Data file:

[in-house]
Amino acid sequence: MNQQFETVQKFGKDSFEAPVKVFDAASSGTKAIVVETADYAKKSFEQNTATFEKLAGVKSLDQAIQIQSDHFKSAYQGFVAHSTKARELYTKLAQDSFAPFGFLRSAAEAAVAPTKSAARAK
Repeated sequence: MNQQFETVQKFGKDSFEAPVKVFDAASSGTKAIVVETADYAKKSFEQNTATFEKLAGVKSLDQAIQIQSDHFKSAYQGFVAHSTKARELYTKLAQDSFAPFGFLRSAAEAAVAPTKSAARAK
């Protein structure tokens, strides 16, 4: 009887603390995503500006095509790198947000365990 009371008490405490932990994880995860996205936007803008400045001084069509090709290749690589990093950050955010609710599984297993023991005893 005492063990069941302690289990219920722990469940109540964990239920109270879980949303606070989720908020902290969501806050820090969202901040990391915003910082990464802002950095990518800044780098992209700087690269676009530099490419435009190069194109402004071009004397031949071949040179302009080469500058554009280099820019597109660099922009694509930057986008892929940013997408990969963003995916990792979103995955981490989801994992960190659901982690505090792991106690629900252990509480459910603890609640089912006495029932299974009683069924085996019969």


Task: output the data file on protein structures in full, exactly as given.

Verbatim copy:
[in-house]
Amino acid sequence: MNQQFETVQKFGKDSFEAPVKVFDAASSGTKAIVVETADYAKKSFEQNTATFEKLAGVKSLDQAIQIQSDHFKSAYQGFVAHSTKARELYTKLAQDSFAPFGFLRSAAEAAVAPTKSAARAK
Repeated sequence: MNQQFETVQKFGKDSFEAPVKVFDAASSGTKAIVVETADYAKKSFEQNTATFEKLAGVKSLDQAIQIQSDHFKSAYQGFVAHSTKARELYTKLAQDSFAPFGFLRSAAEAAVAPTKSAARAK
């Protein structure tokens, strides 16, 4: 009887603390995503500006095509790198947000365990 009371008490405490932990994880995860996205936007803008400045001084069509090709290749690589990093950050955010609710599984297993023991005893 005492063990069941302690289990219920722990469940109540964990239920109270879980949303606070989720908020902290969501806050820090969202901040990391915003910082990464802002950095990518800044780098992209700087690269676009530099490419435009190069194109402004071009004397031949071949040179302009080469500058554009280099820019597109660099922009694509930057986008892929940013997408990969963003995916990792979103995955981490989801994992960190659901982690505090792991106690629900252990509480459910603890609640089912006495029932299974009683069924085996019969």